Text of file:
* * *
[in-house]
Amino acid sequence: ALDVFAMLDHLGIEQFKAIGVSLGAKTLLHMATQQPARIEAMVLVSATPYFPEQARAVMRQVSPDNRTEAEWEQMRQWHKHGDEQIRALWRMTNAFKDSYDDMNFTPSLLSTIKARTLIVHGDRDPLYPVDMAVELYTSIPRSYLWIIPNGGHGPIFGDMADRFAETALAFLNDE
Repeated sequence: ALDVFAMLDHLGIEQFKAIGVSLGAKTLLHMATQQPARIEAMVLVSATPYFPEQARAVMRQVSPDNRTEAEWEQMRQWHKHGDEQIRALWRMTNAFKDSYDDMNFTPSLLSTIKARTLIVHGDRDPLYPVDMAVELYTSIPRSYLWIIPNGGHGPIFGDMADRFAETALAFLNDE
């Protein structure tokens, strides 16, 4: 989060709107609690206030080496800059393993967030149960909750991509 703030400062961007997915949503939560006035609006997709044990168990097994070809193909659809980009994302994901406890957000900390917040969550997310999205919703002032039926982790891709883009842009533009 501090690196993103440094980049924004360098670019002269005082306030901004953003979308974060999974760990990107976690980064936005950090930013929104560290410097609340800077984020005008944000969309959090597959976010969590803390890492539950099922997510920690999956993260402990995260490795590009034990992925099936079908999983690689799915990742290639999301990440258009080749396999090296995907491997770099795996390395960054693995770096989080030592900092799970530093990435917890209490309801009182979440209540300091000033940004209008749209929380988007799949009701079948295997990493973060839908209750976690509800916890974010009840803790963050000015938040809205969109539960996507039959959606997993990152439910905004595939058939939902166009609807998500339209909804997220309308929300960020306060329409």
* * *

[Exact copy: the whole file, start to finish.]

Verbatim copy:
[in-house]
Amino acid sequence: ALDVFAMLDHLGIEQFKAIGVSLGAKTLLHMATQQPARIEAMVLVSATPYFPEQARAVMRQVSPDNRTEAEWEQMRQWHKHGDEQIRALWRMTNAFKDSYDDMNFTPSLLSTIKARTLIVHGDRDPLYPVDMAVELYTSIPRSYLWIIPNGGHGPIFGDMADRFAETALAFLNDE
Repeated sequence: ALDVFAMLDHLGIEQFKAIGVSLGAKTLLHMATQQPARIEAMVLVSATPYFPEQARAVMRQVSPDNRTEAEWEQMRQWHKHGDEQIRALWRMTNAFKDSYDDMNFTPSLLSTIKARTLIVHGDRDPLYPVDMAVELYTSIPRSYLWIIPNGGHGPIFGDMADRFAETALAFLNDE
């Protein structure tokens, strides 16, 4: 989060709107609690206030080496800059393993967030149960909750991509 703030400062961007997915949503939560006035609006997709044990168990097994070809193909659809980009994302994901406890957000900390917040969550997310999205919703002032039926982790891709883009842009533009 501090690196993103440094980049924004360098670019002269005082306030901004953003979308974060999974760990990107976690980064936005950090930013929104560290410097609340800077984020005008944000969309959090597959976010969590803390890492539950099922997510920690999956993260402990995260490795590009034990992925099936079908999983690689799915990742290639999301990440258009080749396999090296995907491997770099795996390395960054693995770096989080030592900092799970530093990435917890209490309801009182979440209540300091000033940004209008749209929380988007799949009701079948295997990493973060839908209750976690509800916890974010009840803790963050000015938040809205969109539960996507039959959606997993990152439910905004595939058939939902166009609807998500339209909804997220309308929300960020306060329409």